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Tonight I read this article by Jackie Kemp, discussing the idea of death in children's writing. She is unquestionly bothered by the thought that not all children's stories are full of happiness and sunshine, using examples of her 11 year old son and the 10 year old daughter of a friend - both of whom were brought to tears by books they were reading.

While I certainly question the wisdom of giving a book about the Holocaust to a ten year old, I disagree that children and YA fiction should not include death. By the age of 10, 11 or 12, kids are already well aware that life isn't fair and that some times the good guys don't always get their happily ever after. Ask a 11 year old to read Cinderella and you'll most likely get eyerolls. While a child might dream of being a king or queen still, at this age that dream is a desire for power against the almighty adult. It's not because they believe that a prince is suddenly going to sweep them off to a magical kingdom.

Kids know how reality works at this age. They're beyond the fairy-tale Happily Ever After. But they like reading about characters who overcome the odds, achieve their goals and, while they might cry when a loved character dies, there's a sense of satisfaction - provided the character's death had meaning.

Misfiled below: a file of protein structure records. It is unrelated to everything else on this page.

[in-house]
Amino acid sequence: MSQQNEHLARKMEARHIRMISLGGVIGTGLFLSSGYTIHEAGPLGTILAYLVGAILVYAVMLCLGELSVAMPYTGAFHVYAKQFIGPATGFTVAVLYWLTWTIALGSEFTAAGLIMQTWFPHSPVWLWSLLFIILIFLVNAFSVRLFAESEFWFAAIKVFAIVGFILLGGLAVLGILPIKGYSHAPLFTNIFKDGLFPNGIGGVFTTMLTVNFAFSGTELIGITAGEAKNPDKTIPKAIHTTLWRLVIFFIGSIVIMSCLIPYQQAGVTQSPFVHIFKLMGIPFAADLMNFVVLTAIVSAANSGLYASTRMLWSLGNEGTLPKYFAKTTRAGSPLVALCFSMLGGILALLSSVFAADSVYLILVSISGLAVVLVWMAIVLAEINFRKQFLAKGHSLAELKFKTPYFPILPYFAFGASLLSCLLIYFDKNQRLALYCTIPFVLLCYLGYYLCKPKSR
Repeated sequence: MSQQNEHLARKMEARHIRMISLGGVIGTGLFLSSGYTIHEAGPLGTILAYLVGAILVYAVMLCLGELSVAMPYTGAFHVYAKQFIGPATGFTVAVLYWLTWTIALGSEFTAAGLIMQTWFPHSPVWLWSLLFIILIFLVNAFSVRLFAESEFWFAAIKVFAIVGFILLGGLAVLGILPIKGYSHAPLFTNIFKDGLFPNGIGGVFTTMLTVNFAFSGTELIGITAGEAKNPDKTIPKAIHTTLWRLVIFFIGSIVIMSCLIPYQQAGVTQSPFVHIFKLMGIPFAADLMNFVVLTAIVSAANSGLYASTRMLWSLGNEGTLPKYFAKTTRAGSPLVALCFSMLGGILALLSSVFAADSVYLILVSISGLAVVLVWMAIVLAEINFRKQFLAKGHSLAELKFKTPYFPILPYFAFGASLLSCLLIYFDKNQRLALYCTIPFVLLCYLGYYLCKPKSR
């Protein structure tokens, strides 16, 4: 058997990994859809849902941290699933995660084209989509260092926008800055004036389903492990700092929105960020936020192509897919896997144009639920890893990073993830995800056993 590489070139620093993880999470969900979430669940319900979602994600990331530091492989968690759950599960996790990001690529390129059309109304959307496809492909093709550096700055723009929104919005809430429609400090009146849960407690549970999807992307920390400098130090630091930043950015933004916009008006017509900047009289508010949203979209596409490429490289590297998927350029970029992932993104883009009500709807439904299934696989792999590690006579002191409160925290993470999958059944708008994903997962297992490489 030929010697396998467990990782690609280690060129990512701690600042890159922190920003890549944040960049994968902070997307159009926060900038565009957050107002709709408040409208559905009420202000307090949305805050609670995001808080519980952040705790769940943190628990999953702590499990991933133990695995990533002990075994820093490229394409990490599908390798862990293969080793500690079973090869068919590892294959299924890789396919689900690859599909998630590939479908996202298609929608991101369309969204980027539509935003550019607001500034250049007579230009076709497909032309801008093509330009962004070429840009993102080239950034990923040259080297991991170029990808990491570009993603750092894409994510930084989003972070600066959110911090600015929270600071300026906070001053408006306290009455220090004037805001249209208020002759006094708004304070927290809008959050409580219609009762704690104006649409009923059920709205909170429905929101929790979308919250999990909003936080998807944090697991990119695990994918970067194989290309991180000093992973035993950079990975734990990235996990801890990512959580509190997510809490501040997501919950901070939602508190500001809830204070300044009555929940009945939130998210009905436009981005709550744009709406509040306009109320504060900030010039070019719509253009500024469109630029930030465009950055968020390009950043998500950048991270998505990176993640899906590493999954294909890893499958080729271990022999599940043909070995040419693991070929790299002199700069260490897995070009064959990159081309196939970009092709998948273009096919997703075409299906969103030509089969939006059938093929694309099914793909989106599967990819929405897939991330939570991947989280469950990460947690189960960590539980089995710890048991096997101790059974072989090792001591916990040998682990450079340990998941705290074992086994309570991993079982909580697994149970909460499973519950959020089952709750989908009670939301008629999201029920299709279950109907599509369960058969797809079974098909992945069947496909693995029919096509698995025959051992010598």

Pointless death - that is, death that's only there to end the story - has no place in children or YA writing, of course. It has no place in writing aimed at any age group.  However, death is not nessicarily a terrible thing to expose a child to. And when included in novels, it is generally handled a good deal more tactfully then much of what is shown on TV.

At some point in everyone's life, we're exposed to the idea of death, be it a friend, a relative or a pet. And often we encounter it as a child. When a death occurs in books, generally we see how other characters grieve, but continue to go on with their lives. Even the Bible has this idea of people losing a friend and life going on. I don't see this as a terrible concept for children to be exposed to. Not toddlers and pre-schoolers, naturally. But when kids are old enough not to believe in fairy-tales anymore, they're old enough to be gentlely exposed to some of the darker realities.

Death is a part of life. A sad, heart breaking part, but a part of it. And I believe it's easier for a child to be exposed to it through words on a page, and a fictional character, then it is for them when Fluffy or Fido passes away. Parents need to stop wanting to hide their kids from reality and start being willing to actually parent. When your child reads something sad, sit down, hold them tight and discuss the book. Find the reason for or the good in the death of the character. Explain to your child that, yes, sometimes people die and it is very sad. Let your child discuss it with you.

9 times out of 10, your child is more ready for the grim reality then you think. And the magic of a book is, the character is alive again the next time you open it.

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Ann Rosa Starr

May 2012

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